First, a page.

Mary's MAC and its future in the new District 2?? Around Town, posted by Hal, CDSI Research, a resident of another community, on Sep 2, 2011 at 9:24 am
What will be the role of the “Alamo MAC” in the new district 2?
This question repeats among Alamo region neighbors that fail to see any role for Mary’s seven volunteer staff members beyond their support of Supervisor Piepho and her current/past staff. With declared allegiance to Ms. Piepho’s former chief of staff as a candidate for district 2 supervisor, neighbors are convinced that the Alamo MAC will end its purpose in Alamo at next Tuesday’s meeting. Ms. Piepho, present/past staff and MAC members have little recognition or approval among the majority of Alamo residents and as a result MAC members will have little purpose in the new district 2.
What is expected Tuesday evening is a “love-fest” as MAC members celebrate their last meeting as part of District 3. Reportedly, Mary’s current and past staff will be present to celebrate what they consider to be the successes of a MAC that has never gathered support, recognition or participation by a majority of Alamo residents or any significant results for the community. It appears a location and agenda for Tuesday’s meeting has not been published and rumor has it the event will be more like a farewell party.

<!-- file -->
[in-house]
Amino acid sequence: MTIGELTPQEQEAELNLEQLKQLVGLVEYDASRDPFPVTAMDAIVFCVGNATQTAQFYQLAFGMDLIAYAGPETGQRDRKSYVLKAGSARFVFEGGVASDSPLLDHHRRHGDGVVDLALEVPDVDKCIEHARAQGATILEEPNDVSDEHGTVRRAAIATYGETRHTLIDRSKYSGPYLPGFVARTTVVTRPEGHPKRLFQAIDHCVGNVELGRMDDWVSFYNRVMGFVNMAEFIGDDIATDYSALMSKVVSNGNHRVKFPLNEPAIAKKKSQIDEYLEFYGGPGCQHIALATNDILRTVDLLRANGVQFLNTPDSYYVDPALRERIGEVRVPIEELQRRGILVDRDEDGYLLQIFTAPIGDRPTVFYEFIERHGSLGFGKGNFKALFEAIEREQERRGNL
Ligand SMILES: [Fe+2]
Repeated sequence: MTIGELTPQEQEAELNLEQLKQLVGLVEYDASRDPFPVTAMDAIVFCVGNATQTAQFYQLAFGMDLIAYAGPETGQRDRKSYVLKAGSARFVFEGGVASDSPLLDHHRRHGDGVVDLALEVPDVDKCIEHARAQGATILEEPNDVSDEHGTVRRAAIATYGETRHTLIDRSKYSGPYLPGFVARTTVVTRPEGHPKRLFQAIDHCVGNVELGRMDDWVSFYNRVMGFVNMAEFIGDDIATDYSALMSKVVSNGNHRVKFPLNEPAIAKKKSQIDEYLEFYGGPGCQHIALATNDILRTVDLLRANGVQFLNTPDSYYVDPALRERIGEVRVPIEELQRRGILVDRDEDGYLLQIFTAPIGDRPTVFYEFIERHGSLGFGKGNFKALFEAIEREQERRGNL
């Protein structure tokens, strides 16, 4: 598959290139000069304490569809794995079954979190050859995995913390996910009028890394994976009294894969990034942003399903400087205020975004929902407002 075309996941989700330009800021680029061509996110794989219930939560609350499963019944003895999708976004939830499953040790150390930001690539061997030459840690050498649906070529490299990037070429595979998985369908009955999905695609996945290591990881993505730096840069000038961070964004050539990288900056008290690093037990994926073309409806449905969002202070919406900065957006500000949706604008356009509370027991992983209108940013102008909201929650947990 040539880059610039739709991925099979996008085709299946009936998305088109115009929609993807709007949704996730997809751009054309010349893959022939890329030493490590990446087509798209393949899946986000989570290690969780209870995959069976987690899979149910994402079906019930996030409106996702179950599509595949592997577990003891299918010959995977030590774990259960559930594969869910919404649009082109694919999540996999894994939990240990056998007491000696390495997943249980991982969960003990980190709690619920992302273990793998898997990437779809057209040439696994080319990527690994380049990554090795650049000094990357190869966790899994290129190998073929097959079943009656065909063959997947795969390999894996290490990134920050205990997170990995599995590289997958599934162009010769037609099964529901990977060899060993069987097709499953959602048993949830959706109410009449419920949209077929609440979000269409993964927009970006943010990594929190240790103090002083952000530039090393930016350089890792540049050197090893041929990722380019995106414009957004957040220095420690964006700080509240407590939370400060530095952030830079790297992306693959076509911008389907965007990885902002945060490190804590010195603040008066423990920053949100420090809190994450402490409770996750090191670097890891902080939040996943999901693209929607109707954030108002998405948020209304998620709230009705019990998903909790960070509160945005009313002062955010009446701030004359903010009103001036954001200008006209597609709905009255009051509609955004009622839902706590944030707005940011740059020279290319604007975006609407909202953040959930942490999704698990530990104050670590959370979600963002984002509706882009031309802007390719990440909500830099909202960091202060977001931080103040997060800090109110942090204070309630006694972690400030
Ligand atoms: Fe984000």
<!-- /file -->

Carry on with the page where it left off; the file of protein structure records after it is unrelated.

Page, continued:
As a journalist, there is a story to be told about the next stage for Alamo’s participation in the new District 2.
Posted by CDSI Update, a resident of another community, on Sep 3, 2011 at 7:42 am
It seems we have an answer without answers: Web Link
In the BANG article, CCC-MAC Alamo’s role is correctly explained as “The group advises the county on issues in the unincorporated area” but failed to recognize that the seven volunteer staff members have no relationship with the majority of Alamo residents. In a quote, Supervisor Gayle “Uilkema said she has no intention on changing the members, whom she believes would be knowledgeable of the area. She also has no plan to end the group and said she finds municipal advisory councils helpful.” It leaves a curious question, if the CCC-MAC Alamo members are strangers in their community, out of touch with the will and interests of Alamo residents, and unable to offer interactive discussion, consideration and mitigation in community issues with the county, how can that be helpful?
Alamo residents have the answer as they continue to ignore mostly meaningless MAC agendas and unwanted parks and recreation, tree lighting and highway 680 landscaping programs that are the primary focus of these strangers in Alamo. Will such lack of recognition, support and communication carry over to Supervisor Uilkema when she comes to Alamo?
Posted by JIM, a resident of the Alamo neighborhood, on Sep 3, 2011 at 10:34 am
SORRY MY FRIEND YOU ARE OUT OF TOUCH, WHEN YOU SAY ALAMO RESIDENTS DO NOT WANT PARKS AND THE TREE LIGHTING. PERHAPS YOU SHOULD ATTEND ONE, AND INTERACT WITH THE REAL PEOPLE OF ALAMO. I CHALLENGE YOU TO BE MY GUEST AT THIS YEARS TREE LIGHTING AND THEN TELL ME AND THE REST OF THE READERS TO THIS SITE THAT IT IS NOT WORTHWHILE, AND BY THE WAY THE COUNTY IS A SMALL BUT VERY IMPORTANT PART OF THE FUNDS NEEDED FOR THIS VERY WORTHWHILE EVENT
Posted by [clarification], a resident of the Alamo neighborhood, on Sep 3, 2011 at 4:11 pm